Friday, January 31, 2014

Baseball 2014

I know practice hasn’t started yet for major league teams, but it has for the younger crowd.

With my 12-year old starting his first season of travel ball, baseball practice is already a reality. His team has weekly get-togethers at a batting cage for strength and agility training and batting practice. They’ve had two field practices this month, sandwiching them between the snow flurries and freezing temperatures that have dotted this January. The fact that the team has gotten any field time is good, with an early March game to start the schedule. The current schedule is 18 league games, with a league tournament and at least five non-league tournaments, for a season minimum of 35 games. It’s a time for my son to push himself.

It’s also a time for my younger son to discover how much he really likes baseball.

My older son enjoys baseball and plays rec ball every spring. He used to play in the fall as well, until marching band forced him to make a decision. Despite his love of the sport, he knows he doesn’t have the talent for it. He tends to be one of the weakest players on his team and plays rec ball for one reason: he’s able to get on the field.

However, my younger son, who loves pitching and playing third base, wants to prove himself against other kids who want to prove themselves.

We’ve told our son that if he wants to do well, he needs to practice and hustle. We’ve told him we can’t do it for him. We will be at every game. We will take him to every practice. We will take him for extra cage practice. We will support him with pitching lessons. (We will also support him by selling tickets for the team raffle.) Still, if he desires to get better, he needs to want it. It has to be his desire not ours.

That may be the hardest lesson to learn for him…and us.

His first practice game is this Saturday. We hope he’s ready.

And before the ice melts, he and his brother will play hockey in the driveway. :-)

Tuesday, January 21, 2014

Call Me a Name

Last December, I was asked to join a group blog called Petit Fours and Hot Tamales (PF&HT).

After thinking about it for several days, I decided to join. I’ll still be posting here, but I’ll be posting there once a month well.

There were a lot of plusses to joining with a group of writers on a blog. However, I have to admit there was a minus as well.

Please click here to learn about the one minus. It can be summed up that I need a nickname.

And I need your help to get that nickname.

One lucky commenter at PF&HT will win a $15 Amazon gift card.

Hope to see you there.

Saturday, January 11, 2014

A Season to Remember

“Yes, I wish my Auburn Tigers would have won.”

With the go-ahead TD pass by FSU with 13 seconds to go, my heart fell. But something inside me hadn’t given up to yet. I’d seen too much this season to think it was over. After watching Auburn’s amazing comeback over Georgia and the last second win over Alabama, giving up wasn’t in my thought process.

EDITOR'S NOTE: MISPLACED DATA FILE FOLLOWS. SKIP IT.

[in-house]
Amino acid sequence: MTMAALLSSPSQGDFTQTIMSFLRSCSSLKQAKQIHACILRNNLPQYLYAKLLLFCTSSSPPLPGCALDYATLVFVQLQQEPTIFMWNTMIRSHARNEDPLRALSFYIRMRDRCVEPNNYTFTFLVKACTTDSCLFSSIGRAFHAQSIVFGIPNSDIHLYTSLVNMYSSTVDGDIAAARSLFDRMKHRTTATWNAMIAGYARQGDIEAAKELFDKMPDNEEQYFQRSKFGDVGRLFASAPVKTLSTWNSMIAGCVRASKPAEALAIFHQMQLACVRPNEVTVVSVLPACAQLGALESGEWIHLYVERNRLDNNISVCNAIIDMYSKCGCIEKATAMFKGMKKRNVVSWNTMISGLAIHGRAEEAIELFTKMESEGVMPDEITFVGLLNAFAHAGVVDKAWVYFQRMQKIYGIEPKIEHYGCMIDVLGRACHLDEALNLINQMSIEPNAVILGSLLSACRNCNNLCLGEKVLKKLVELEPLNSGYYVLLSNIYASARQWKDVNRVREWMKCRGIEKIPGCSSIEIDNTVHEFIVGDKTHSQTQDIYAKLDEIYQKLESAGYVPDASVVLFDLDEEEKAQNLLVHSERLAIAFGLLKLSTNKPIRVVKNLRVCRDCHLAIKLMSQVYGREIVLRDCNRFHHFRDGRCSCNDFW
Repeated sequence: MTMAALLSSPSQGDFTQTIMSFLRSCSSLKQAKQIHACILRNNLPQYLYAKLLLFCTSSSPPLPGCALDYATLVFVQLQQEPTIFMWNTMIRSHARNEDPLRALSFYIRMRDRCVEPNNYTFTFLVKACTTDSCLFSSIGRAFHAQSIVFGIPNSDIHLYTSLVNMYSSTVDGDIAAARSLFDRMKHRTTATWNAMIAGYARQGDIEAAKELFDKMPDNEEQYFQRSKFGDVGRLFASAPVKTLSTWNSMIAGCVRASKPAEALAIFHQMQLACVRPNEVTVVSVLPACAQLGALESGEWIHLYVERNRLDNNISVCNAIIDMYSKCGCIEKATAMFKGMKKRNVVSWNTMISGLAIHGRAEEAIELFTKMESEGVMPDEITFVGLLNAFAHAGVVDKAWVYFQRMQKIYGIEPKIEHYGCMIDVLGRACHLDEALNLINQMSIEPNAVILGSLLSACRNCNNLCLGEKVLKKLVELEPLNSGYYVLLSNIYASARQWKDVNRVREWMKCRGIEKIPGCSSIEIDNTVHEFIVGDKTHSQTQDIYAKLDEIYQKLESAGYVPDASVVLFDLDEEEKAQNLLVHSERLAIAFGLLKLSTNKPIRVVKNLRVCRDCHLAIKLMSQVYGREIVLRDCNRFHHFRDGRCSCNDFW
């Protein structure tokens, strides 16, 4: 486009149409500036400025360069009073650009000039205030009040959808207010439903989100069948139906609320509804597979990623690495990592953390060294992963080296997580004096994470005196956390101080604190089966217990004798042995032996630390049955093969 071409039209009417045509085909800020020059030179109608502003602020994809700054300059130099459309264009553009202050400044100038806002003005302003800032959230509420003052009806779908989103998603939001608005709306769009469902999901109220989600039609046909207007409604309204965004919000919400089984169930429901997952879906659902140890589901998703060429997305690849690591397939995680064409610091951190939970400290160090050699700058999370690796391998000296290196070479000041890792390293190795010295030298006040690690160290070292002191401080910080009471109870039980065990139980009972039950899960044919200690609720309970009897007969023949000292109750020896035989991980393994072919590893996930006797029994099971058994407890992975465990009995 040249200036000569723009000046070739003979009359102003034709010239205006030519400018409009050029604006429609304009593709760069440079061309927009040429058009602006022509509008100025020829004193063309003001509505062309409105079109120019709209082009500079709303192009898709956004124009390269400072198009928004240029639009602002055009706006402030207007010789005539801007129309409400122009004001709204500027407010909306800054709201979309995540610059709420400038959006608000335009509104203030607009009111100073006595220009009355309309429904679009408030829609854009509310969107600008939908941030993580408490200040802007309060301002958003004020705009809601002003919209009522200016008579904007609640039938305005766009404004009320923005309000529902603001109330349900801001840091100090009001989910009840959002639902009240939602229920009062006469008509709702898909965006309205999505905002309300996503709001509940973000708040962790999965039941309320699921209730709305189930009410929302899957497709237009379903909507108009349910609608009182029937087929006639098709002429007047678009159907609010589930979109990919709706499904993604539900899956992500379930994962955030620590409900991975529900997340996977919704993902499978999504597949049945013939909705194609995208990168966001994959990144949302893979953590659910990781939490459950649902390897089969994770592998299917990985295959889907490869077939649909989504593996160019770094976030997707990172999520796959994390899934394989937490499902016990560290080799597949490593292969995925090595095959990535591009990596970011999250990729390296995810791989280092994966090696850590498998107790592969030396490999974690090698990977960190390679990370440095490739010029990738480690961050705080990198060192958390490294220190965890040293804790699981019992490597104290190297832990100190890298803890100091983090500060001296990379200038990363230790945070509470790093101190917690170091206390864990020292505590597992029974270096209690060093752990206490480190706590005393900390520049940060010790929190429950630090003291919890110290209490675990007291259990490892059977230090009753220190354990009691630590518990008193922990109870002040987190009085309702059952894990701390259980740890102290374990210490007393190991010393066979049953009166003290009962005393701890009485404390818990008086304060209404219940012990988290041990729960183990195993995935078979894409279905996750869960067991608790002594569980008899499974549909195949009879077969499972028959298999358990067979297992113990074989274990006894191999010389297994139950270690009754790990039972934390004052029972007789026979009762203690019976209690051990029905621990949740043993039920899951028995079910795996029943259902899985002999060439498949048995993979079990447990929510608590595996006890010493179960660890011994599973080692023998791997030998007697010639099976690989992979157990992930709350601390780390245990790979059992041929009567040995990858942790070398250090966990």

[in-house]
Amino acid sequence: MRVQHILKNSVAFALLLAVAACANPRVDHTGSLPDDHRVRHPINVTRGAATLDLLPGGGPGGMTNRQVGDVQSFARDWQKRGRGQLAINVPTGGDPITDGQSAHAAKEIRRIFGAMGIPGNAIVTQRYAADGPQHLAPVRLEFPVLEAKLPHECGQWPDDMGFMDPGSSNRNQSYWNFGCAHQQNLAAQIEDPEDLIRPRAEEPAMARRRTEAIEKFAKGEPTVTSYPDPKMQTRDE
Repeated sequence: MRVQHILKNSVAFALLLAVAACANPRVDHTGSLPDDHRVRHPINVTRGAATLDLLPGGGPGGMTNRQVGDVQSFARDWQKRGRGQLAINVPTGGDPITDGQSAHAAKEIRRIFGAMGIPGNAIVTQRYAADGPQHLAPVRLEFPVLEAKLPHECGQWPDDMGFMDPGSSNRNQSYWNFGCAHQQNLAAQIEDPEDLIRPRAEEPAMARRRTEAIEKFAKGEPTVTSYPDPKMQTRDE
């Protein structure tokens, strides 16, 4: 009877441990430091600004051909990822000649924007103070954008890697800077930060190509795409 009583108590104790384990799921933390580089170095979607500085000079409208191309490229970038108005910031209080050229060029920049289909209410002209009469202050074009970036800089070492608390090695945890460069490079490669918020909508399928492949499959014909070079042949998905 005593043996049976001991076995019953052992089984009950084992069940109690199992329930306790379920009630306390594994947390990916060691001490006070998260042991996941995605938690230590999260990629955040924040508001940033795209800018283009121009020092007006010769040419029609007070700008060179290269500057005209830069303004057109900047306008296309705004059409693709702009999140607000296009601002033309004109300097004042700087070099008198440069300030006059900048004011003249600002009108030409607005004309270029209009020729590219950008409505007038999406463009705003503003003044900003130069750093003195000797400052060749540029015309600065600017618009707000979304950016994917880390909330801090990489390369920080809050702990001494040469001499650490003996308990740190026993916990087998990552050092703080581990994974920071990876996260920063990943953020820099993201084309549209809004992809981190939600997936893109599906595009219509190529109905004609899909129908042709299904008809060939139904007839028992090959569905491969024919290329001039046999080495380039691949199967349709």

In the end, they gave me some reason for that belief. On the last play, Auburn tried a hook-and-lateral that was then thrown across the field, finding Tre Mason wide open on the other side. I don’t remember how far he got, but it felt he ran another 20 yards. Twenty yards of hope, joy, and celebration with my kids yelling “GO! GO! GO!” in unison.

Then it was done.

My younger son took it particularly hard and went into a funk. It required a lesson on the dignity of losing with grace. He moped for a couple of days. Then it was his birthday. One big steak later, he started looking at recruiting again and who Auburn was getting next year.

There’s always tomorrow. There’s always next year.

War Eagle!

Picture from

Thursday, January 2, 2014

Like Mother, Like Son

After graduate school, I accepted a job teaching English in Japan under a Japanese government program that hires thousands of foreign nationals each year. The Japanese government also arranges the trip over. I flew to Japan with the group that left from the Atlanta area. The night before our trip, we stayed at the same hotel. The idea of the hotel was that, since our hosts wanted to make sure that no one missed the plane, we would be bussed to the airport together.

Like all of those flying out the next day, I spent one last evening with my family. Most of those going over said their goodbyes that evening.

Like I said, most said it. A few of the parents showed up again at the hotel the next morning to have breakfast with the people leaving that day. My mother was one of them. I gave her one last hug, said goodbye, and then heard what I didn’t expect. My mother said she was driving to the airport.

I looked at her and told her she wasn’t. I knew from the limited number of family that showed up at breakfast that no one was going to the airport. I hated to hurt my mother’s feelings, but I knew I needed to move on.

I thought about this recently as my older son went to Europe on a trip with his high school marching band. (They would perform in Italy and then perform in the London New Year’s Day Parade.) We drove to the airport, made sure he got checked in, and took him to his chaperone. Then we hung out, providing him last minute advice. When it was time to head for the security checkpoint, we went with them and watched him go through.

At some point, it hit my wife and me that we were the only parents watching at the security checkpoint.

My wife, who had heard before the story of my first flight to Japan, turned to me and confirmed what I was thinking. We had done to our son what my mother had done to me.

The joys or parenthood.

Have you ever done anything to your kids and then realized your parents did the same thing to you?

The program I went to Japan with is called the JET program. The JET program brings thousands of foreign nationals to Japan each year, setting them up as language teachers in the school system. I highly recommend this program.